SES NYC: Does Barry Diller Get Search?

The Search Engine Strategies conference kicked off this morning with Danny Sullivan’s interview with Barry Diller of IAC/Interactive, about the rebranding and future direction of the Ask.com search portal.

First of all, let me say something nice about Barry Diller – he understands positioning. He gets branding. He understands that users will decide whether the search engine under his care survives, thrives, or remains just a little irrelevant. He’s persuasive. He got me fired up about trying the new Ask.com search – which I can report to you has the cleanest interface and best set of tools that I’ve seen on a search portal so far.

What I have to ask about Barry Diller, and indeed the entire organization at Ask and IAC, is do they understand search? The reason that I use Google as my search engine of choice is not a cool user interface, it’s the quality of the organic search results that Google delivers. The reason why I fall back on Yahoo and MSN if Google lets me down, is again, that they are likely to deliver good search results.

Ask’s organic search results are powered by Teoma. Teoma/Ask reps have been coming to SES for years, talking about their cutting edge technology, their advanced algorithm, and telling us (as Barry Diller did today) to give Ask a try.

Unfortunately, every time I give them a try, I am left with the same feeling, that no matter how cool the interface is, the search results don’t measure up to the standard set by Google, Yahoo, and MSN. It looks to me like the problem isn’t their algorithm, it’s that they aren’t crawling enough of the web often enough. What I find on Google, especially when it comes to longer search queries, is simply better than what I find on Ask.

With general searches (hotels, flowers…) all of the “major” search engines usually give you decent results. Of course, sometimes the results are bad at Google too… if I search for “flights” I get the same collection of UK-only websites (I am in the USA) on Google and Ask. MSN and Yahoo do better, and though I suspect they may be hand-adjusting the results at these engines for very popular searches, I don’t really care because they show me what I want.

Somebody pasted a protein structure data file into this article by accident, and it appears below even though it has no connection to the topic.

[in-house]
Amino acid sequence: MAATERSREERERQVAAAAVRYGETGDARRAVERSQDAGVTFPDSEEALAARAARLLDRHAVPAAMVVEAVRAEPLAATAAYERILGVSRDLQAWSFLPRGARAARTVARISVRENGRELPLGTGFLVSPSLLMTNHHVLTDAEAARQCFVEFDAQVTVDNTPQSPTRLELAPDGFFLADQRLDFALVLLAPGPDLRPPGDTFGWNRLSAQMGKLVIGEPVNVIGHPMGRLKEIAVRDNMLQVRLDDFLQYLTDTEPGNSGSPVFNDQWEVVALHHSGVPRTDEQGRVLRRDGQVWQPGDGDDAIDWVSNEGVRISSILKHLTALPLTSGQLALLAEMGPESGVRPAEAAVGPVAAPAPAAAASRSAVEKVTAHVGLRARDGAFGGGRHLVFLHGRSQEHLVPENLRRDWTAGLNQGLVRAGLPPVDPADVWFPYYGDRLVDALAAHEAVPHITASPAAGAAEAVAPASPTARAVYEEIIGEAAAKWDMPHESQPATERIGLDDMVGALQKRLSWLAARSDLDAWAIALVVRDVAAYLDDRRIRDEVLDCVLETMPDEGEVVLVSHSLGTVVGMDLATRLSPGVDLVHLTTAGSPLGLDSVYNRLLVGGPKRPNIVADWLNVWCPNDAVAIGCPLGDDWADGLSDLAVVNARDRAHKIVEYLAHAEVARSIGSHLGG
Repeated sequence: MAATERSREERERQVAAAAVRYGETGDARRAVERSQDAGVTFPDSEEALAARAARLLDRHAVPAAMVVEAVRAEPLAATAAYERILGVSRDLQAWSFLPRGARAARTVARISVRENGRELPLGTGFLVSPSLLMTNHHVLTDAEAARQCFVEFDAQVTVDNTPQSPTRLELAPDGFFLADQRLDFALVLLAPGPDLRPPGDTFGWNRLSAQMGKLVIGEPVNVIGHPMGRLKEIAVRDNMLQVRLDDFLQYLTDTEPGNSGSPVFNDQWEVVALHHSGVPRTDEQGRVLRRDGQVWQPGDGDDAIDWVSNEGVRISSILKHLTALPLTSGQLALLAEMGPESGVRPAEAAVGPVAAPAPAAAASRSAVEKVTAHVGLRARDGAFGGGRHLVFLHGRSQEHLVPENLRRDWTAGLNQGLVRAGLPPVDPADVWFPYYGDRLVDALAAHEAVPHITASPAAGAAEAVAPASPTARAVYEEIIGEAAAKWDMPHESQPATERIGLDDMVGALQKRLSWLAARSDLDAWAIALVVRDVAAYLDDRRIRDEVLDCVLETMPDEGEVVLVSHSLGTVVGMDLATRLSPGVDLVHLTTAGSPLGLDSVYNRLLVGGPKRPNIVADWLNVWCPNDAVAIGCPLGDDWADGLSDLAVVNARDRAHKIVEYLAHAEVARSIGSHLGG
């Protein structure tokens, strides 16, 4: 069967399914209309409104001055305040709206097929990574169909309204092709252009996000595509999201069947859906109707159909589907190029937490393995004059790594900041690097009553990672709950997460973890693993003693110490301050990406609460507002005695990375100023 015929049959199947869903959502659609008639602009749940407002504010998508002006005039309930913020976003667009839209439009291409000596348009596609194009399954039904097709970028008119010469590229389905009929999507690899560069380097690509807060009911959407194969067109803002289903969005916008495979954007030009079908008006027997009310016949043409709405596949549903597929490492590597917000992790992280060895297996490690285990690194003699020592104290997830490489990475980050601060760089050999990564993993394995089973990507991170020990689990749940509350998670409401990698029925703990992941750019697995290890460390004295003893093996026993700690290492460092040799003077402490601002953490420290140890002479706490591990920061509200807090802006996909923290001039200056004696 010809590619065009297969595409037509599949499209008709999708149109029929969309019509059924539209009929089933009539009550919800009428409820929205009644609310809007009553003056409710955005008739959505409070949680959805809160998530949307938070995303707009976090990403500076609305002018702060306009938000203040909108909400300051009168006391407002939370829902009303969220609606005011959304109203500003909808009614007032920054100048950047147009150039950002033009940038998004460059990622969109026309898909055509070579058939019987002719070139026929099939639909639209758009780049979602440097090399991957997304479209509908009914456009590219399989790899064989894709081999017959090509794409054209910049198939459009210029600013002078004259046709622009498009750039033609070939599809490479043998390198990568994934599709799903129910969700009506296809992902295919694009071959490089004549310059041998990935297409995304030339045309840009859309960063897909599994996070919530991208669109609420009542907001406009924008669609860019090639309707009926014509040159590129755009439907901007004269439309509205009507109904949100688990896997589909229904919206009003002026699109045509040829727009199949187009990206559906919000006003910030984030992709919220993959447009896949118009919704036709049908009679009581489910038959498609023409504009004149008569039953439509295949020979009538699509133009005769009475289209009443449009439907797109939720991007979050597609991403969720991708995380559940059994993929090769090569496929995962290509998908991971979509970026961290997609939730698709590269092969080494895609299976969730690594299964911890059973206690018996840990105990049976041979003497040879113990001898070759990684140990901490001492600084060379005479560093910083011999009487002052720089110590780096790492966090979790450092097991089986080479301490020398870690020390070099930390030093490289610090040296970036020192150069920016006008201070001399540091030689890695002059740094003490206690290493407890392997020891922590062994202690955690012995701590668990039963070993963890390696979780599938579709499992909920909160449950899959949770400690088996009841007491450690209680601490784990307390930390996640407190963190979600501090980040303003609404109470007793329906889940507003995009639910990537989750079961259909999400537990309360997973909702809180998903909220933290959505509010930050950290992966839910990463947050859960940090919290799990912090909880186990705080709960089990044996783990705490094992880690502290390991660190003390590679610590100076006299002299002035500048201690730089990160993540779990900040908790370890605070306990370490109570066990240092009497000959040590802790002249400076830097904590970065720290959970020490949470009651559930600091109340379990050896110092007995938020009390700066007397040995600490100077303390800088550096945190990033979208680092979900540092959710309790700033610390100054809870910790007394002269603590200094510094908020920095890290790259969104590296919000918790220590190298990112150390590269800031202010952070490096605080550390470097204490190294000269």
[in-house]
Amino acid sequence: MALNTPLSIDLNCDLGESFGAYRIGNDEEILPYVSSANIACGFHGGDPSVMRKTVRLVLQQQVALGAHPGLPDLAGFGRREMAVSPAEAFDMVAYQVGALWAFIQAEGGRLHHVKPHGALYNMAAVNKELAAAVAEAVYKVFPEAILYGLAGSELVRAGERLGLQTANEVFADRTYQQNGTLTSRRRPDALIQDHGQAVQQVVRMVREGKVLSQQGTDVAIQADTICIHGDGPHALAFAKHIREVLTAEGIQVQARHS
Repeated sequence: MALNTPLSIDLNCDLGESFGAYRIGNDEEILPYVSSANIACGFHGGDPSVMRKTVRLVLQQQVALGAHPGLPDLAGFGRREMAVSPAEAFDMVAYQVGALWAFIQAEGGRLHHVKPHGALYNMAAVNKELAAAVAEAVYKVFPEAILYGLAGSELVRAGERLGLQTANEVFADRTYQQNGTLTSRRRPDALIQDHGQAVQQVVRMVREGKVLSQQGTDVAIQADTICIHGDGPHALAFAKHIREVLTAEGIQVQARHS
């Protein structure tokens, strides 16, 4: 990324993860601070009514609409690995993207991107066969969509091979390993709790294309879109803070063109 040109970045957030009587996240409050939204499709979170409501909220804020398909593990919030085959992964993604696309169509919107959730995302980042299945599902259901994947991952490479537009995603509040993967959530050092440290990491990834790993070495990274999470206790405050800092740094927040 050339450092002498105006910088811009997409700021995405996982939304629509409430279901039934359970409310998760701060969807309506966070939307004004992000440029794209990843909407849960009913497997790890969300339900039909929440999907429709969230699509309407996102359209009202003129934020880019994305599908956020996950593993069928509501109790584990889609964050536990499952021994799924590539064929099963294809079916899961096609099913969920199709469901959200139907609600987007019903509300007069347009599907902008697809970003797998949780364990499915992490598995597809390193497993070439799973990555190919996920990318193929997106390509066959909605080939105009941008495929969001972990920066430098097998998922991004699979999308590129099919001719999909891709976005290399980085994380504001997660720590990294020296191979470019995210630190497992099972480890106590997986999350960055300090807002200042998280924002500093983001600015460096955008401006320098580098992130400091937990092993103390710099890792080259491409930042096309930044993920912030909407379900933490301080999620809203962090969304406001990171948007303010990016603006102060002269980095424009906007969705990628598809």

Anyway, Mr. Diller… I love the interface. I love the tools. I hate the search results. If you want your search engine to become a contender, they have to do a better job of crawling the web. Google has you beaten hands down when it comes to the amount of information they can access, and the freshness of their index.

For readers who are in New York for the show, I am speaking on Search Term Research this afternoon at 1pm, and I’ll be bumping around the show until about 3pm Tuesday. If you see me, I hope you’ll say hello.

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  • http://www.frixer.com petertdavis

    Thanks for the report Dan.

    Regarding freshness, I was just thinking the other day that Google’s results were so stale, because it often takes them 24 hours or more to index stuff. ;)

  • http://www.search-this.com Golgotha

    quality of (organic) search results is such a subjective thing (aside from the glaring spam) for most people. I like Yahoo’s SERPS better than Google’s, but not all of the time and not for all searches.

    The average person doesn’t compare SERPS anyway, they just use what’s in front of them, or what they have become familiar with. This is what I’m sure Barry Diller understands. Do you think if Ask’s SERPS were better than Google’s it would really help them? I’m sure a little, but probably not by much. How much better could they be anyways? Eventually, you have to find other ways to compete. But, Google understands this too – why do you think they fork out that much money to AOL? It’s not because they are sitting idly by and saying our SERPS are the best.

  • http://www.seoresearchlabs.com DanThies

    Do you think if Ask’s SERPS were better than Google’s it would really help them?

    Yes, I do… but it’s something they apparently aren’t prepared to try.

  • http://www.search-this.com Golgotha

    It’s not that it wouldn’t help, I’m sure it would…some.

    But, how many people do you think go to Ask and perform a search and say to themselves “Hey, I think Google’s SERPS are so much better that I’m not going to use Ask again.” Sure there are some, they are called geeks… The average person uses what’s in front of them, typically Google via AOL, Netscape, Comcast, Earthlink ect. ect. ect.

    Besides Ask SERPS aren’t that far off IMO, like I said, it’s all subjective.

  • href=”http://burber.white.prohosting.com”>Piter

    This will take a long times for someone who has started their work. But yes it will definately help in a long run.